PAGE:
A ransomware attack caused storage devices for surveillance cameras used by police in Washington D.C. to be offline for three days in mid-January. The attack affected 70 percent of the devices that the police use to monitor public spaces. The ransom demand was not paid; instead, the city took the devices offline, removed all the software, and reset them.

Read more in:

SC Magazine: Police camera system in D.C. hit with ransomware

The Register: Ransomware killed 70% of Washington DC CCTV ahead of inauguration

Washington Post: Hackers hit D.C. closed-circuit camera network, city officials disclose

Second Round Ukrainian Power Station Attack Investigation (January 20, 2017)

A December 2016 power outage affecting a Ukrenergo substation in Pivnichna, Ukraine, was caused by outside attackers, according to a preliminary investigation. The incident affected parts of Kiev, and power was fully restored within one hour. Cybersecurity firm ISSP says that the December 2016 attack is likely related to another attack that occurred a year earlier and affected 225,000 people.

[Editor Comments ]

[Assante ]
The second round of cyber attacks resulting in another outage should not be a surprise to anyone. This successful attack impacted the Transmission Operator in Ukraine raising the stakes as the possible outage size grows tremendously. Time for defenders to notice! In ICS security, the difference between success and failure is often determined by a prepared mind, situational awareness, and a skilled workforce.

Read more in:

SocPedia: Cyber Attack Confirmed to Be the Cause of the Power Outage in the Ukraine over Christmas 2016

Virginia Governor Announces Free Cyber Training for Skilled Veterans (January 31, 2017)

Virginia and SANS partnered to provide two spring 2017 VetSuccess academies to train skilled veterans for immediate employment in cybersecurity. Joseph Robbins, 2015 VetSuccess Academy graduate said, "Without the Academy I'd have finished my degree and would still be looking for a job. Instead, everything worked out and I'm right where I want to be. SANS gave me the practical real world experience and certifications that employers demand. I even received a sizable pay raise as a direct result of putting the skills I learned through the SANS courses to use. I can't say enough about the VetSuccess program - definitely worth it!"


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Mozilla: Half of Web Traffic is Encrypted (January 30, 2017)

According to Mozilla, the average volume of encrypted, or HTTPS, Internet traffic now exceeds the average volume of unencrypted traffic. While HTTPS does not hide the fact of visiting a website, it makes it more difficult for others to detect what content users are viewing or posting. It also makes it more likely that the content being viewed has not been altered by bad actors. HTTPS has been around for more than 20 years, but has only recently begun to gain purchase as an important security measure for online activity outside of payment card transactions. That said, HTTPS has its share of shortcomings: 200,000 servers are still vulnerable to Heartbleed, and there are cases of criminals obtaining certificates to make fraudulent websites appear legitimate.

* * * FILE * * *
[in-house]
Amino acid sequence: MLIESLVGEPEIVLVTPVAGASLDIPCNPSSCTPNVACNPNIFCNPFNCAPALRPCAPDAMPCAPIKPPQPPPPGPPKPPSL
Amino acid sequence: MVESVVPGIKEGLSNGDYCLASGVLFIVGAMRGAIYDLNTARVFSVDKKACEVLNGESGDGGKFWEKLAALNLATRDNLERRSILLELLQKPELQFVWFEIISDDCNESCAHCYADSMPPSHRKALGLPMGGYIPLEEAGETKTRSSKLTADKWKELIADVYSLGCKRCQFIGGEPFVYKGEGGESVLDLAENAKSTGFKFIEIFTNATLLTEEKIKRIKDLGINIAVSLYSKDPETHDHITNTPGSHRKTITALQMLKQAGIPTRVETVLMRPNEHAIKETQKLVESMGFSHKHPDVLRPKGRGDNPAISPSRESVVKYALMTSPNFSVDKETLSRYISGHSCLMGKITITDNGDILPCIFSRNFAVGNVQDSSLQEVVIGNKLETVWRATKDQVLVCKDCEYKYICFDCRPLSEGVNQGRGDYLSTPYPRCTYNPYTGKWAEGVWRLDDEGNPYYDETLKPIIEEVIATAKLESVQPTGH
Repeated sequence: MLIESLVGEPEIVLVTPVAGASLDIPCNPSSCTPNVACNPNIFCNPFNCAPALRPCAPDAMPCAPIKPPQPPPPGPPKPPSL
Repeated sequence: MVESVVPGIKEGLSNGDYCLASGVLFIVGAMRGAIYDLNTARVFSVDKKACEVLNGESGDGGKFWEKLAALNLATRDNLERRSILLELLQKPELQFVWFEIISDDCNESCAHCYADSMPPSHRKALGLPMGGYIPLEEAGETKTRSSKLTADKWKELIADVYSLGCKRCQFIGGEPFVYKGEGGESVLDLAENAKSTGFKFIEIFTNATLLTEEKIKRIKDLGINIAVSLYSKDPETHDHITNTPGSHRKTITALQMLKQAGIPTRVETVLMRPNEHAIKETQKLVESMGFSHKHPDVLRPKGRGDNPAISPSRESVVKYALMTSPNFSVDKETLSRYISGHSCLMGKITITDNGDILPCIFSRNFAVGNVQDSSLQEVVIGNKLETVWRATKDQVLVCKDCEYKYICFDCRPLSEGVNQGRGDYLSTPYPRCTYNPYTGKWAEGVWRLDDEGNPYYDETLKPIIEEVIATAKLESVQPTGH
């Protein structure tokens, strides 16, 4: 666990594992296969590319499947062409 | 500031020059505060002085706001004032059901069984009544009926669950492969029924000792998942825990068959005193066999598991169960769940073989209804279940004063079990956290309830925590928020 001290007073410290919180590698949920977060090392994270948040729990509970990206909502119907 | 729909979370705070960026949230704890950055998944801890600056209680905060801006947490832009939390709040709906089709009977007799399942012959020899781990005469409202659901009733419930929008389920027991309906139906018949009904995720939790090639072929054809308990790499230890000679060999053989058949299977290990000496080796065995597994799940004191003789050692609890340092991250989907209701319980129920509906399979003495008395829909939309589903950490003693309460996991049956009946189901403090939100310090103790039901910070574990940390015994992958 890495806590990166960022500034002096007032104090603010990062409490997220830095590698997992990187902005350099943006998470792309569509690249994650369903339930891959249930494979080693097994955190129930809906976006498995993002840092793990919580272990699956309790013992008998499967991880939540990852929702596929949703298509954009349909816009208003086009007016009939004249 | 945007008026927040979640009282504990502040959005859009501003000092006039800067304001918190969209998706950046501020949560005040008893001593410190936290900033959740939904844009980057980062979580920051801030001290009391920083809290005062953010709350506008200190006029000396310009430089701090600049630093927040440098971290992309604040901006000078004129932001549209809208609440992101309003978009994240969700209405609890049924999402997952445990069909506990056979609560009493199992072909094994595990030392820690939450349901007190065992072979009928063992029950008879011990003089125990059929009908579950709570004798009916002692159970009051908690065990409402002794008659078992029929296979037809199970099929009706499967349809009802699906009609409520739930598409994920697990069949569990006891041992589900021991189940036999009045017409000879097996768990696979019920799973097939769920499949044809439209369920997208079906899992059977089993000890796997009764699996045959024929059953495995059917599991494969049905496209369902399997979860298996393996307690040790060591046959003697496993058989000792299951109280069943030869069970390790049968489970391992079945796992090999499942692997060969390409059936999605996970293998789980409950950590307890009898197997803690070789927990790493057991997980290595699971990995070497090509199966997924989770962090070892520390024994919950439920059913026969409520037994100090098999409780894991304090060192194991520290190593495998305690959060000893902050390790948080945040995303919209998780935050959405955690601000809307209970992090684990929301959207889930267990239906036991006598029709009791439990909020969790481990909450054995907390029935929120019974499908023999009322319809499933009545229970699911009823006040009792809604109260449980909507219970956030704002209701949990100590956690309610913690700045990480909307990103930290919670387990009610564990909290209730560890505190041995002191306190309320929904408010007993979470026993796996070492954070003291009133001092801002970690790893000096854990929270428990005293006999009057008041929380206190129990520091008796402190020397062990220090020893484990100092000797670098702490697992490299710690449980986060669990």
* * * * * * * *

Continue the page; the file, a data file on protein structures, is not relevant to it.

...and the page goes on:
[Editor Comments ]

[Pescatore ]
Outside of government surveillance, there aren't many real world attack scenarios where the use of HTTPS for browser-to-server communications would have thwarted the attack. More routine encryption of data in motion is a good thing, unless it diverts resources and attention away from making progress in encrypting data at rest - and progress there has been much slower. When thieves are stealing cars from driveways and parking lots, tinting the windows isn't the top priority action.

[Honan ]
While on the face of it this is good news, HTTPS encrypts only the traffic between the server and the client and we need to ensure that non-technical people do not fall into the trap of thinking HTTPS means the server, or indeed the client device, is secure.

Read more in:

Wired: Half the Web is Now Encrypted. That Makes Everyone Safer

Linux.Proxy.10 Trojan (January 30, 2017)

The Linux.Proxy.10 Trojan horse program infects devices with standard settings or that are already infected with Linux malware. Once it has gained access to a device, the malware runs a SOCKS5 proxy server that lets attackers connect to that device to hide their identities while online.

Read more in:

SC Magazine: Linux.Proxy.10 infects thousands of devices with standard settings

Softpedia: Malware Authors Switch Focus from Windows to Linux, Thousands of PCs Infected

U.S. and Russia Both Seeking Cyberattack Suspect's Extradition (January 27, 2017)

Both Russia and the U.S. are seeking the extradition of Yevgeniy Nikulin from Prague, Czechia
[the Czech Republic ]
. Nikulin was arrested by authorities in Prague last October. In the U.S., Nikulin is facing charges involving attacks against LinkedIn, Dropbox, and Formspring. Russia is seeking Nikulin's extradition to that country to face an eight-year-old charge related to an attack against a bank's computer system. Prague's chief prosecutor is expected to make a ruling in the case in early February.

Read more in:

The Register: US and Russia engaged in legal tug of war over LinkedIn hack suspect

Google Launches Root Certificate Authority (January 26, 27, & 30, 2017)

Last week, Google announced that it has established its own Root Certificate Authority. Google Trust Services will operate Certificate Authorities on behalf of Google and Alphabet. Google has bought existing root certificate authorities Global Sign R2 and R4. Google will continue to operate its GIAG2 subordinate Certificate Authority.

[Editor Comments ]

[Ullrich ]
Google has been a long-time critic of the existing certificate authority ecosystem, and has often been the victim of attacks and sloppy certificate authority practices. It is just logical for Google to try to control certificates it uses end-to-end and reduce their reliance on external certificate authorities.

[Pescatore ]
Per the Mozilla SSL item above, I would rather see Google resources focused on making it easier for all to routinely encrypt stored data. That runs against Google's search engine/ad revenue driven business model but would be much, much more powerful in making Internet use safer for all.

[Northcutt ]
: This is good news. Note where their blog post says "we still recommend you include a wide set of trustworthy roots." Google maintains a sample PEM, (X509 extension/encoding similar to .DER or .CRT), file". On a Mac this translates to the Keychain Access App: